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Plantar Warts, and warts in general, are caused by the Human Papilloma Virus (HPV). Plantar warts occur when the virus enters the skin through tiny cracks or weak spots in the skin on the soles of the feet and forms thick, flat warts—sometimes forming clusters. Plantar warts are painful and can make you feel like you are walking on pebbles. Although it is possible for plantar warts to go away on their own, they are hardy and may take years to disappear, if at all. If your plantar warts are causing you pain, discomfort, or embarrassment, contact a podiatrist. There are a variety of therapies and procedures they can use to get rid of plantar warts, including topical treatment, cryotherapy, and laser therapy. For a proper diagnosis please speak with a podiatrist.
About Plantar Warts
Plantar warts are the result of HPV, or human papillomavirus, getting into open wounds on the feet. They are mostly found on the heels or balls of the feet.
While plantar warts are generally harmless, those experiencing excessive pain or those suffering from diabetes or a compromised immune system require immediate medical care. Plantar warts are easily diagnosed, usually through scraping off a bit of rough skin or by getting a biopsy.
To help prevent developing plantar warts, avoid walking barefoot over abrasive surfaces that can cause cuts or wounds for HPV to get into. Avoiding direct contact with other warts, as well as not picking or rubbing existing warts, can help prevent the further spread of plantar warts. However, if you think you have developed plantar warts, speak to your podiatrist. He or she can diagnose the warts on your feet and recommend the appropriate treatment options.
If you have any questions please feel free to contact our offices located in various cities throughout South Carolina and two offices located in Georgia . We offer the newest diagnostic and treatment technologies for all your foot and ankle needs.Read more about What Are Plantar Warts?
Having flat feet, defined as feet that do not have a visible arch in the sole while standing, can sometimes cause foot problems to arise. While many people have flat feet and do not experience any negative effects, others may find that they have foot pain, fatigue easily, or have an abnormal walking pattern. Fortunately, there are steps you can take to make living with flat feet more comfortable. Over the counter and custom orthotic inserts can be worn in the shoes to provide more cushioning and support to your flat feet as you go about your daily activities. Stretching and strengthening the feet with simple foot exercises can also help to reduce pain and discomfort. For more information about flat feet, please consult with a podiatrist.
What Are Flat Feet?
Flatfoot is a condition in which the arch of the foot is depressed and the sole of the foot is almost completely in contact with the ground. About 20-30% of the population generally has flat feet because their arches never formed during growth.
Conditions & Problems:
Having flat feet makes it difficult to run or walk because of the stress placed on the ankles.
Alignment – The general alignment of your legs can be disrupted, because the ankles move inward which can cause major discomfort.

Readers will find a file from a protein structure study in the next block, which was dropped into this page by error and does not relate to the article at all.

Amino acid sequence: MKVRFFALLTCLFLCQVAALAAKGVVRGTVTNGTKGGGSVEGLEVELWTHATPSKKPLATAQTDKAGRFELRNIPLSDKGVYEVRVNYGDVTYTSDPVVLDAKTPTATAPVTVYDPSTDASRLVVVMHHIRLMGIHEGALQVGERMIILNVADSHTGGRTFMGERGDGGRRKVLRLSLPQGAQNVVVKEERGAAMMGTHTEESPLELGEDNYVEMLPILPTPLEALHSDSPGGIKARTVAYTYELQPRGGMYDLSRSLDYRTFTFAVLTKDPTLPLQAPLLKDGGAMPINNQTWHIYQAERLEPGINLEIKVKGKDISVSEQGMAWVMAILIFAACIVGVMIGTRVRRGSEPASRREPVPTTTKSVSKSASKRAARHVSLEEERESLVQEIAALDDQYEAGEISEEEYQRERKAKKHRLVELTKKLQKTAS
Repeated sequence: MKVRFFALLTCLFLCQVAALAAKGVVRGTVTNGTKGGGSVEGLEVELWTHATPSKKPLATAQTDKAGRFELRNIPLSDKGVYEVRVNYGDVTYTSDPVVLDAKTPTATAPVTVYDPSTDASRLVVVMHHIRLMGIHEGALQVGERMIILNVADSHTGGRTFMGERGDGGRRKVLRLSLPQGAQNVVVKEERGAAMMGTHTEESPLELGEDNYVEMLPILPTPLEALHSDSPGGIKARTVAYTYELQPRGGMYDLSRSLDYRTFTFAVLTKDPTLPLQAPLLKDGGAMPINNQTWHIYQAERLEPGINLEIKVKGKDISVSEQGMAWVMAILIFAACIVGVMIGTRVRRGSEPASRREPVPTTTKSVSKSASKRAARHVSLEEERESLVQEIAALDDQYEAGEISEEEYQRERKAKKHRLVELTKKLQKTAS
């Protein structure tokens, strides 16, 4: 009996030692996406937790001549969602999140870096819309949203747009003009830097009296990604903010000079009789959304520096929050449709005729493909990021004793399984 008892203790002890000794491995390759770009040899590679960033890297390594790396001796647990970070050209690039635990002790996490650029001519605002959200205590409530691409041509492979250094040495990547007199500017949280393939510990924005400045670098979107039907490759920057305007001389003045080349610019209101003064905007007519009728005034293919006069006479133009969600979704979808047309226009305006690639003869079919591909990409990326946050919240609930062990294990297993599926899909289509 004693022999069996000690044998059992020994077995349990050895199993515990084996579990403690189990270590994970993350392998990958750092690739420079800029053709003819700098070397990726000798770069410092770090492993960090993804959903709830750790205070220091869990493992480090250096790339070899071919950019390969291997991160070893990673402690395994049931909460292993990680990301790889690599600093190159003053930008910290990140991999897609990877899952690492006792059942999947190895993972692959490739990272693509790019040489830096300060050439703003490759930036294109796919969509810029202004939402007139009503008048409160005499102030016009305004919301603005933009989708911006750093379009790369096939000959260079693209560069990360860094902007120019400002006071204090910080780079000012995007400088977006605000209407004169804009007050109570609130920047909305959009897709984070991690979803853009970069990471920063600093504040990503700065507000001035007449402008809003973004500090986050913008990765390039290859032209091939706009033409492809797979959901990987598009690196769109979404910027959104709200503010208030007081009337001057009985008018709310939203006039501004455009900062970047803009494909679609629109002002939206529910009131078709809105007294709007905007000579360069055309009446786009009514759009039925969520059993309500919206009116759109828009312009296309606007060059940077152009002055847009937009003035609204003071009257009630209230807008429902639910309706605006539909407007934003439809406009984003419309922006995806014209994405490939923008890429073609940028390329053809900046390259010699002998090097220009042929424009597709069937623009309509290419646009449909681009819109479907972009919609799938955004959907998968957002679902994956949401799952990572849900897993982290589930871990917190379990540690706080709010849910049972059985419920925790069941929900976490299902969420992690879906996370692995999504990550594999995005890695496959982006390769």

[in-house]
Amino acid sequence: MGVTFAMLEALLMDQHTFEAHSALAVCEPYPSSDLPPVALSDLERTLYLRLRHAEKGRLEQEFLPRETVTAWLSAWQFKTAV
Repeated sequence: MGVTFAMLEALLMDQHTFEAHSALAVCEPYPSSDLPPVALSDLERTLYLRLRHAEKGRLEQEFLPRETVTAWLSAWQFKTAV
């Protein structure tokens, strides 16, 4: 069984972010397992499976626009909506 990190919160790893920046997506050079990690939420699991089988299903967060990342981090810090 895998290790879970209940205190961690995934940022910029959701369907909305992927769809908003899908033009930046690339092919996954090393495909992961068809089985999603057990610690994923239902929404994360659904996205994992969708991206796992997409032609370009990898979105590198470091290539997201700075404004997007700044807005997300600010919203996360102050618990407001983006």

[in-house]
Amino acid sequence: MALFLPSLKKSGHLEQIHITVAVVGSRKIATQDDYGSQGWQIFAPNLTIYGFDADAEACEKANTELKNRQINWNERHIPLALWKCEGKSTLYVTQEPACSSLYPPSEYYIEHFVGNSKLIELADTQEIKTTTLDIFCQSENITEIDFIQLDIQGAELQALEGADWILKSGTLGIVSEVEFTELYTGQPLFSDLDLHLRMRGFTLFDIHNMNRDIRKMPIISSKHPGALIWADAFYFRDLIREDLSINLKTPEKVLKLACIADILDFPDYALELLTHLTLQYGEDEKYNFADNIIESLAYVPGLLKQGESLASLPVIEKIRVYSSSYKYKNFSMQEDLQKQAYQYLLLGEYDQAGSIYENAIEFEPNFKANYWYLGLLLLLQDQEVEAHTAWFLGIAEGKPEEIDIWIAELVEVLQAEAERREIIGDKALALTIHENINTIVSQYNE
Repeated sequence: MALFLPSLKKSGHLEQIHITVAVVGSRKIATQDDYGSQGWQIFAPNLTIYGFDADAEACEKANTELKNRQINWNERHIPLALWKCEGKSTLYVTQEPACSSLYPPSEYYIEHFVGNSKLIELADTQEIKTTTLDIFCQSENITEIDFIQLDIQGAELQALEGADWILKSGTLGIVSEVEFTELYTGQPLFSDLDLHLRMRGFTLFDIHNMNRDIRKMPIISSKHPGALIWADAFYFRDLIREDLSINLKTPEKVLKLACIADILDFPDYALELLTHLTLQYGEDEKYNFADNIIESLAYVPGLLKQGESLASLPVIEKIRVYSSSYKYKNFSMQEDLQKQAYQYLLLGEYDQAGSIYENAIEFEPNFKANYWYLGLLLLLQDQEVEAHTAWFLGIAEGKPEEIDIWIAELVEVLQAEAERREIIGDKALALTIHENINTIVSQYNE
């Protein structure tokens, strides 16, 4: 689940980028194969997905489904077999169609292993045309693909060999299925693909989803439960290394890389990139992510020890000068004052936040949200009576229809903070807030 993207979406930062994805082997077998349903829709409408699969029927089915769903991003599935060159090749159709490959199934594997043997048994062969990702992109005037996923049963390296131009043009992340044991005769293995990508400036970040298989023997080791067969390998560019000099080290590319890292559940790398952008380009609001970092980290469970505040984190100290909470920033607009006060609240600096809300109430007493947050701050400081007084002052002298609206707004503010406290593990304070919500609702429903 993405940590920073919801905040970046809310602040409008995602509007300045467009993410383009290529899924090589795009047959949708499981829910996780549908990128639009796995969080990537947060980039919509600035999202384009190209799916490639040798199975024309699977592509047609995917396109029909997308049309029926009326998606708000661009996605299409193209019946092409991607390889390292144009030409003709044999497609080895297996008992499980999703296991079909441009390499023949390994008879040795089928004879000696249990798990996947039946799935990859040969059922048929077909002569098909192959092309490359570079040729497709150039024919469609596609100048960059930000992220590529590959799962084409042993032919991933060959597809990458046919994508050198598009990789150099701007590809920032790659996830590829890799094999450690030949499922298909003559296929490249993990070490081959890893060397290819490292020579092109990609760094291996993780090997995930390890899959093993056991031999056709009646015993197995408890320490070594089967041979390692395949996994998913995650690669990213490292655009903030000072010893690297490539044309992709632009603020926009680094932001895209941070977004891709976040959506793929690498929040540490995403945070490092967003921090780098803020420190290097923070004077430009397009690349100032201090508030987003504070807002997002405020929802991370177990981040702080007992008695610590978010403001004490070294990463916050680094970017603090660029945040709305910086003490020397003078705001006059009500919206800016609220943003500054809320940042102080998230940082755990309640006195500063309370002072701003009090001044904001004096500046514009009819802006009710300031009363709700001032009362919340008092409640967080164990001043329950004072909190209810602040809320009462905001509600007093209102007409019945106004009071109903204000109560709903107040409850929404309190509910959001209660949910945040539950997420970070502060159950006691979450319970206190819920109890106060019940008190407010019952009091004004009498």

Knees – If you have complications with your knees, flat feet can be a contributor to arthritis in that area.
If you are experiencing pain and stress on the foot you may weaken the posterior tibial tendon, which runs around the inside of the ankle.
If you have any questions please feel free to contact our offices located in various cities throughout South Carolina and two offices located in Georgia . We offer the newest diagnostic and treatment technologies for all your foot and ankle needs.
Morton’s neuroma is a painful foot condition caused by damage to the nerve between the third and fourth toes. The tissue that surrounds the nerve thickens due to inflammation, causing symptoms such as toe numbness, a tingling sensation, a feeling akin to “walking on a pebble,” and burning pain in the ball of the foot. Morton’s neuroma is eight to ten times more common in women than in men because it is believed to be caused by wearing ill-fitting shoes. Morton's neuroma can also result from damaging the foot during high impact sports or from other trauma to the nerves of the feet. Having certain foot deformities, such as flat feet, high arches, hammertoes, or bunions, can also put you at an increased risk of developing Morton’s neuroma. If you have symptoms of this condition, please seek the care of a podiatrist.
Morton’s neuroma is a very uncomfortable condition to live with. If you think you have Morton’s neuroma, contact the foot specialists of Physicians Footcare . Our doctors will attend to all of your foot care needs and answer any of your related questions.
Morton's neuroma is a painful foot condition that commonly affects the areas between the second and third or third and fourth toe, although other areas of the foot are also susceptible. Morton’s neuroma is caused by an inflamed nerve in the foot that is being squeezed and aggravated by surrounding bones.
What Increases the Chances of Having Morton’s Neuroma?
Morton’s neuroma is a very treatable condition. Orthotics and shoe inserts can often be used to alleviate the pain on the forefront of the feet. In more severe cases, corticosteroids can also be prescribed. In order to figure out the best treatment for your neuroma, it’s recommended to seek the care of a podiatrist who can diagnose your condition and provide different treatment options.
If you have any questions, please feel free to contact our offices located in various cities throughout South Carolina and two offices located in Georgia . We offer the newest diagnostic and treatment technologies for all your foot care needs.
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